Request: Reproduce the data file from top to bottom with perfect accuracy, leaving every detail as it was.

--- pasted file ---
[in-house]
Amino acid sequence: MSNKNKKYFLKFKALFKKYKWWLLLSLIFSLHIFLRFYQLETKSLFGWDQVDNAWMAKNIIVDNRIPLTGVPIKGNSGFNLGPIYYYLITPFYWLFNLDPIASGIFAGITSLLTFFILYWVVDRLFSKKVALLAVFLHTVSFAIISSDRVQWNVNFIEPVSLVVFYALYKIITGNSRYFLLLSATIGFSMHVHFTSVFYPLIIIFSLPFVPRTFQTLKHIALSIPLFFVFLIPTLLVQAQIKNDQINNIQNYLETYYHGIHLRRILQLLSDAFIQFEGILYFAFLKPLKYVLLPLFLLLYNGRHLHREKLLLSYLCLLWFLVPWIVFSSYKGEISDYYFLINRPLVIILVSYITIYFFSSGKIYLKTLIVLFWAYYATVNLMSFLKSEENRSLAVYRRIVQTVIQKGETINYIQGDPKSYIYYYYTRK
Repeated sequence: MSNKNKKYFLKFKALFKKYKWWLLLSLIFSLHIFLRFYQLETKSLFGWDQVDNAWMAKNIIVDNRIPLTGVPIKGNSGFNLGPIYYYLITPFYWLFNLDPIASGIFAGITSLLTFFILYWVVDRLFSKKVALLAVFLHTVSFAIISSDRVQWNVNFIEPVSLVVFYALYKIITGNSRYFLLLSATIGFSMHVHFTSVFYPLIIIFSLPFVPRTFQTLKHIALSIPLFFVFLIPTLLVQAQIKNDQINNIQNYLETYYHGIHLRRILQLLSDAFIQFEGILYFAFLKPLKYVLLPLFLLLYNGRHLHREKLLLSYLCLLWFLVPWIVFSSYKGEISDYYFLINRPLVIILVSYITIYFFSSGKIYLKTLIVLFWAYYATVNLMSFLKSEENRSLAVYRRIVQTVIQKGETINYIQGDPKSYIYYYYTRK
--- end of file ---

[in-house]
Amino acid sequence: MSNKNKKYFLKFKALFKKYKWWLLLSLIFSLHIFLRFYQLETKSLFGWDQVDNAWMAKNIIVDNRIPLTGVPIKGNSGFNLGPIYYYLITPFYWLFNLDPIASGIFAGITSLLTFFILYWVVDRLFSKKVALLAVFLHTVSFAIISSDRVQWNVNFIEPVSLVVFYALYKIITGNSRYFLLLSATIGFSMHVHFTSVFYPLIIIFSLPFVPRTFQTLKHIALSIPLFFVFLIPTLLVQAQIKNDQINNIQNYLETYYHGIHLRRILQLLSDAFIQFEGILYFAFLKPLKYVLLPLFLLLYNGRHLHREKLLLSYLCLLWFLVPWIVFSSYKGEISDYYFLINRPLVIILVSYITIYFFSSGKIYLKTLIVLFWAYYATVNLMSFLKSEENRSLAVYRRIVQTVIQKGETINYIQGDPKSYIYYYYTRK
Repeated sequence: MSNKNKKYFLKFKALFKKYKWWLLLSLIFSLHIFLRFYQLETKSLFGWDQVDNAWMAKNIIVDNRIPLTGVPIKGNSGFNLGPIYYYLITPFYWLFNLDPIASGIFAGITSLLTFFILYWVVDRLFSKKVALLAVFLHTVSFAIISSDRVQWNVNFIEPVSLVVFYALYKIITGNSRYFLLLSATIGFSMHVHFTSVFYPLIIIFSLPFVPRTFQTLKHIALSIPLFFVFLIPTLLVQAQIKNDQINNIQNYLETYYHGIHLRRILQLLSDAFIQFEGILYFAFLKPLKYVLLPLFLLLYNGRHLHREKLLLSYLCLLWFLVPWIVFSSYKGEISDYYFLINRPLVIILVSYITIYFFSSGKIYLKTLIVLFWAYYATVNLMSFLKSEENRSLAVYRRIVQTVIQKGETINYIQGDPKSYIYYYYTRK